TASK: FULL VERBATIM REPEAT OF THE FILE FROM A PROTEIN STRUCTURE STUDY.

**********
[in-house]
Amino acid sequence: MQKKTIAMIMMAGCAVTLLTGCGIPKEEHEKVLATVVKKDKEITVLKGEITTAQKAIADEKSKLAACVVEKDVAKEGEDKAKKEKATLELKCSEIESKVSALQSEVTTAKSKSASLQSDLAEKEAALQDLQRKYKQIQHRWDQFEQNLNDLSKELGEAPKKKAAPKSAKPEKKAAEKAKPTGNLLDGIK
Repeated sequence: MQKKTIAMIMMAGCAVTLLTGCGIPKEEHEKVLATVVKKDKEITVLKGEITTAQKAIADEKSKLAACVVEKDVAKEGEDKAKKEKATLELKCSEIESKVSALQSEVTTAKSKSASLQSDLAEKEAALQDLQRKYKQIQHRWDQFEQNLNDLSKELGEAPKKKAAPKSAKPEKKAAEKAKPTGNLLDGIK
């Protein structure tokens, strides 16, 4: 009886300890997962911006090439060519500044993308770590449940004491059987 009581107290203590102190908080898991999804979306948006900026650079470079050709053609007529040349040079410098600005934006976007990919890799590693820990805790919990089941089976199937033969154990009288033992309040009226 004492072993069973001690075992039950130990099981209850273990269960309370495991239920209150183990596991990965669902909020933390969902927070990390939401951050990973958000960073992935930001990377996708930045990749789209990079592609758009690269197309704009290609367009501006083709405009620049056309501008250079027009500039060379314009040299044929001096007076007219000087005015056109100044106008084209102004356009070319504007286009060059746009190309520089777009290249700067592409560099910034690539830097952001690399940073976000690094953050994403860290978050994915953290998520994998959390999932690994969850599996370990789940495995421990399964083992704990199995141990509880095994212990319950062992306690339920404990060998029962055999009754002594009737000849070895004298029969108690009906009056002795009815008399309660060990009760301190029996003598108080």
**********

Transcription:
[in-house]
Amino acid sequence: MQKKTIAMIMMAGCAVTLLTGCGIPKEEHEKVLATVVKKDKEITVLKGEITTAQKAIADEKSKLAACVVEKDVAKEGEDKAKKEKATLELKCSEIESKVSALQSEVTTAKSKSASLQSDLAEKEAALQDLQRKYKQIQHRWDQFEQNLNDLSKELGEAPKKKAAPKSAKPEKKAAEKAKPTGNLLDGIK
Repeated sequence: MQKKTIAMIMMAGCAVTLLTGCGIPKEEHEKVLATVVKKDKEITVLKGEITTAQKAIADEKSKLAACVVEKDVAKEGEDKAKKEKATLELKCSEIESKVSALQSEVTTAKSKSASLQSDLAEKEAALQDLQRKYKQIQHRWDQFEQNLNDLSKELGEAPKKKAAPKSAKPEKKAAEKAKPTGNLLDGIK
């Protein structure tokens, strides 16, 4: 009886300890997962911006090439060519500044993308770590449940004491059987 009581107290203590102190908080898991999804979306948006900026650079470079050709053609007529040349040079410098600005934006976007990919890799590693820990805790919990089941089976199937033969154990009288033992309040009226 004492072993069973001690075992039950130990099981209850273990269960309370495991239920209150183990596991990965669902909020933390969902927070990390939401951050990973958000960073992935930001990377996708930045990749789209990079592609758009690269197309704009290609367009501006083709405009620049056309501008250079027009500039060379314009040299044929001096007076007219000087005015056109100044106008084209102004356009070319504007286009060059746009190309520089777009290249700067592409560099910034690539830097952001690399940073976000690094953050994403860290978050994915953290998520994998959390999932690994969850599996370990789940495995421990399964083992704990199995141990509880095994212990319950062992306690339920404990060998029962055999009754002594009737000849070895004298029969108690009906009056002795009815008399309660060990009760301190029996003598108080």